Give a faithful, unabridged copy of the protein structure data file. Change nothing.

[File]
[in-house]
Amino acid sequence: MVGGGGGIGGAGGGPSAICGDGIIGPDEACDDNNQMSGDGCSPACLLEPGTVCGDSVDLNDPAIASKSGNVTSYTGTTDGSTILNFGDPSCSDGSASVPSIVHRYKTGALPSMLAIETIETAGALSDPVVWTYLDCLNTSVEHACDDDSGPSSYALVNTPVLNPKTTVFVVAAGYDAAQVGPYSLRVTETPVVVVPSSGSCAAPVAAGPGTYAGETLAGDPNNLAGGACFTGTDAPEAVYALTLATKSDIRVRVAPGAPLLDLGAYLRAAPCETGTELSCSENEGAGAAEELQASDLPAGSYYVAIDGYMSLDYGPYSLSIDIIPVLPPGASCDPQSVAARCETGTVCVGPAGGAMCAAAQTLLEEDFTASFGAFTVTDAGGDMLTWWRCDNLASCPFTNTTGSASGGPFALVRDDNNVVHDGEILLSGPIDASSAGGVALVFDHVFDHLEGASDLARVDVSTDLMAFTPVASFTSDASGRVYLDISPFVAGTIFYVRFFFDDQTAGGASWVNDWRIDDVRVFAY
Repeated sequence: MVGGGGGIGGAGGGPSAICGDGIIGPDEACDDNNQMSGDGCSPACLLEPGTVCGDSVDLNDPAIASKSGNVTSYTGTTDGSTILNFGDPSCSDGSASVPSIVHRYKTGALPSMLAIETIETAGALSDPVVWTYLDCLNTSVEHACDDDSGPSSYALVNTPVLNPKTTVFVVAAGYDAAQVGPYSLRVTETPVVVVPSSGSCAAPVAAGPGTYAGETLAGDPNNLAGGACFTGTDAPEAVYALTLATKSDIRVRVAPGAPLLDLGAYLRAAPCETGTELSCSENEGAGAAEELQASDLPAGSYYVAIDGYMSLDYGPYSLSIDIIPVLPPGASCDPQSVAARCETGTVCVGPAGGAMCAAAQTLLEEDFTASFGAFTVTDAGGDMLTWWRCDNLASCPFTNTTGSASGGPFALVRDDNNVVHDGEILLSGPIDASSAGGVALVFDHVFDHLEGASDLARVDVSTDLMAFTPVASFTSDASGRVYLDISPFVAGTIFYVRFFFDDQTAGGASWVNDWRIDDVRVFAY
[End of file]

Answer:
[in-house]
Amino acid sequence: MVGGGGGIGGAGGGPSAICGDGIIGPDEACDDNNQMSGDGCSPACLLEPGTVCGDSVDLNDPAIASKSGNVTSYTGTTDGSTILNFGDPSCSDGSASVPSIVHRYKTGALPSMLAIETIETAGALSDPVVWTYLDCLNTSVEHACDDDSGPSSYALVNTPVLNPKTTVFVVAAGYDAAQVGPYSLRVTETPVVVVPSSGSCAAPVAAGPGTYAGETLAGDPNNLAGGACFTGTDAPEAVYALTLATKSDIRVRVAPGAPLLDLGAYLRAAPCETGTELSCSENEGAGAAEELQASDLPAGSYYVAIDGYMSLDYGPYSLSIDIIPVLPPGASCDPQSVAARCETGTVCVGPAGGAMCAAAQTLLEEDFTASFGAFTVTDAGGDMLTWWRCDNLASCPFTNTTGSASGGPFALVRDDNNVVHDGEILLSGPIDASSAGGVALVFDHVFDHLEGASDLARVDVSTDLMAFTPVASFTSDASGRVYLDISPFVAGTIFYVRFFFDDQTAGGASWVNDWRIDDVRVFAY
Repeated sequence: MVGGGGGIGGAGGGPSAICGDGIIGPDEACDDNNQMSGDGCSPACLLEPGTVCGDSVDLNDPAIASKSGNVTSYTGTTDGSTILNFGDPSCSDGSASVPSIVHRYKTGALPSMLAIETIETAGALSDPVVWTYLDCLNTSVEHACDDDSGPSSYALVNTPVLNPKTTVFVVAAGYDAAQVGPYSLRVTETPVVVVPSSGSCAAPVAAGPGTYAGETLAGDPNNLAGGACFTGTDAPEAVYALTLATKSDIRVRVAPGAPLLDLGAYLRAAPCETGTELSCSENEGAGAAEELQASDLPAGSYYVAIDGYMSLDYGPYSLSIDIIPVLPPGASCDPQSVAARCETGTVCVGPAGGAMCAAAQTLLEEDFTASFGAFTVTDAGGDMLTWWRCDNLASCPFTNTTGSASGGPFALVRDDNNVVHDGEILLSGPIDASSAGGVALVFDHVFDHLEGASDLARVDVSTDLMAFTPVASFTSDASGRVYLDISPFVAGTIFYVRFFFDDQTAGGASWVNDWRIDDVRVFAY